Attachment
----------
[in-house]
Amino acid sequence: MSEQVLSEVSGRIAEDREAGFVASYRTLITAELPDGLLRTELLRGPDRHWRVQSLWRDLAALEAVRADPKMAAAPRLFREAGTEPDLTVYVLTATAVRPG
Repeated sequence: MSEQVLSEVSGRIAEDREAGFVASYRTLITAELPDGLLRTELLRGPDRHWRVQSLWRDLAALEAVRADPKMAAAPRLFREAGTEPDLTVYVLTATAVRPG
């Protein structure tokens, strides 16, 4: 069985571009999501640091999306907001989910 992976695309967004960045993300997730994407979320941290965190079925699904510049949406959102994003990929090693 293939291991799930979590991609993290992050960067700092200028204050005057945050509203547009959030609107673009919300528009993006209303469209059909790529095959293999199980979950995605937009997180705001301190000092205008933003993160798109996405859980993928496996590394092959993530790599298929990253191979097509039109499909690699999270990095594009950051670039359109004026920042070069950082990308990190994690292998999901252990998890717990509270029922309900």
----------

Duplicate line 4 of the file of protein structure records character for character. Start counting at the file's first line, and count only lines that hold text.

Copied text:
């Protein structure tokens, strides 16, 4: 069985571009999501640091999306907001989910 992976695309967004960045993300997730994407979320941290965190079925699904510049949406959102994003990929090693 293939291991799930979590991609993290992050960067700092200028204050005057945050509203547009959030609107673009919300528009993006209303469209059909790529095959293999199980979950995605937009997180705001301190000092205008933003993160798109996405859980993928496996590394092959993530790599298929990253191979097509039109499909690699999270990095594009950051670039359109004026920042070069950082990308990190994690292998999901252990998890717990509270029922309900």